Seedless Vascular Plants
When one walks through a contemporary forest, all of the surrounding trees are vascular plants. Wood, which is made up primarily of xylem , and bark, which contains phloem , are the major structural elements of the trunks and stems. These trees produce seeds, whether they be formed within the cones of the pines or within fruits, such as the winged samaras of maples or the fleshy cherries of the cherry tree. In the Carboniferous period a similar hike would also place one in a forest of woody trees, many as large as 98 feet (30 meters) tall, but there would be no seeds produced. These plants were seedless vascular plants, which were propogated by spores. Ultimately they became extinct, leaving behind expansive fossil fuel deposits.
The differences between spores and seeds are extensive. Seeds are multicellular structures that provide a protected place where the egg (n) was to be fertilized by male gamete nuclei (n) in pollen. The resulting cell, called a zygote , is diploid (2n), the same as the original plant that produced it. It repeatedly divides mitotically, while still within the protection of the seed coat, to form an embryo. The embryo may remain dormant for a significant time period but ultimately emerges from the seed when it germinates.
The seedless vascular plants do not have this protection. Their gametes are produced mitotically by a gametophyte (n) that lives independently. There are often many vase-shaped archegonia on these small plants, and the unfertilized egg is inside the base of this structure. The embryo formed following fertilization is not as well protected as one located within a seed. It grows and emerges from the archegonium, where it is exposed to the environment.
These embryos survive best to develop into young sporophyte individuals when they are in moist habitats, whereas seeds can endure more severe conditions and therefore can have wide habitat type distributions. The sporophyte eventually develops rhizomes, underground stems, roots, or rhizoids that serve to absorb water and nutrients and allow independent survival. In the case of the plants of the Carboniferous forests, this development was extensive.
The simplest type of spore production in living seedless vascular plants is found in the leafless whisk fern, Psilotum, a member of the phylum Psilotophyta. This sporophyte (2n) plant, really little more than a branching twig, has many sets of three-fused sporangia, which produce spores through meiosis . These haploid (n) spores grow into minute plants about the size of a small piece of macaroni. These plants have archegonia and small gametangia (which produce the male gametes) to complete sexual reproduction and make new sporophytes.
Many variations on this basic spore-producing alternation of generations life cycle are found in the seedless vascular plants. The carboniferous trees, which are now recognized only through the study of their fossils, most likely had common ancestors with a variety of present-day organisms including the ferns, horsetails, and lycopods.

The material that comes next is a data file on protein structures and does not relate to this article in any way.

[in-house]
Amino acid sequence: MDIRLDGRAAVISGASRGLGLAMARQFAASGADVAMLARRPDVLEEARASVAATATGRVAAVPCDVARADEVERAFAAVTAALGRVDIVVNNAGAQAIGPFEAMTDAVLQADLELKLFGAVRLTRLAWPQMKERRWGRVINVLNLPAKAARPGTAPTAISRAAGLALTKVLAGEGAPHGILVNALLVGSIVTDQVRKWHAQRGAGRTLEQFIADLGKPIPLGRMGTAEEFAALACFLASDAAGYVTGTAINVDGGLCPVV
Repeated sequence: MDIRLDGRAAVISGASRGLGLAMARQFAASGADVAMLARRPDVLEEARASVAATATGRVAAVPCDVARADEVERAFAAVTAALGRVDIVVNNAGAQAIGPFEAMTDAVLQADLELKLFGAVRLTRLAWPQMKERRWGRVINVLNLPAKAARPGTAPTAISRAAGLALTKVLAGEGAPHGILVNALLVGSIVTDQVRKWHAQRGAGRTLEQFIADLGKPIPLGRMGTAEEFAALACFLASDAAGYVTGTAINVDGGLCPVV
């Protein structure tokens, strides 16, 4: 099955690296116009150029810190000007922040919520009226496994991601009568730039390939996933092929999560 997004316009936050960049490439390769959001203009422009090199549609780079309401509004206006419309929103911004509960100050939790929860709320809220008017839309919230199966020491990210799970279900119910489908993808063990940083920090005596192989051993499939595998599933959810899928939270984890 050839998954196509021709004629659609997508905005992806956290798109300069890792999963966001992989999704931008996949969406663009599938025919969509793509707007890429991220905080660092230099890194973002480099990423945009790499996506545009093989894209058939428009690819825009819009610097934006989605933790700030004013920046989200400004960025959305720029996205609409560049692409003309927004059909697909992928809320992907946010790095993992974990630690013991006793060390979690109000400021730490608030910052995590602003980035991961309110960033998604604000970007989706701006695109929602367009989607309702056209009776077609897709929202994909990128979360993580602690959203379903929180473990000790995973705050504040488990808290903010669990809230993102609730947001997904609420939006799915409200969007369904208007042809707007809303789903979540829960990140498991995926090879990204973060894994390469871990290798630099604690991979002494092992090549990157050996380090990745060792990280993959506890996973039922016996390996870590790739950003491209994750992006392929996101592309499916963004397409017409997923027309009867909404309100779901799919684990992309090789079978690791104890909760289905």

The modern ferns, phylum Pterophyta, have leaves of varying sizes and shapes and still occur as trees in tropical areas. The descendents in the other groups do not presently attain treelike stature. Horsetails or scouring rushes, phylum Sphenophyta, have ancestors stretching as far back as the Devonian era. A ribbed, silicon-impregnated stem has branches in many species that are whorled and give the plant the appearance of a bottle brush or animal tail.
The phylum Lycophyta includes club mosses, sometimes called ground pines, which in some cases have stems with reduced leaves (microphylls) fused together to look like the foot of an animal. The name lycopodium means "wolf foot," and most likely originated because of this morphological analogy. The selaginellas, which often superficially resemble mosses, are in fact very different from mosses. Their small, leafy green stems are sporophytes (2n) and have vascular tissue. In contrast, the small leaves of mosses are gametophytes (n) and no vascular tissue is present. Shifts like this, from a predominant gametophyte generation to a predominant sporophyte generation represent one of the major trends of evolutionary advance in the plant kingdom.
Perry, James W., and David Morton. Photo Atlas for Botany. Belmont, CA: Wadsworth Publishing Company, 1998.
Raven, Peter H., Ray F. Evert, and Susan E. Eichhorn. Biology of Plants, 6th ed. New York: W. H. Freeman and Company, 1999.
Van De Graff, Kent M., Samuel R. Rushforth, and John L. Cawley. A Photographic Atlas for the Botany Laboratory, 3rd ed. Englewood, CO: Morton Publishing Company, 1998.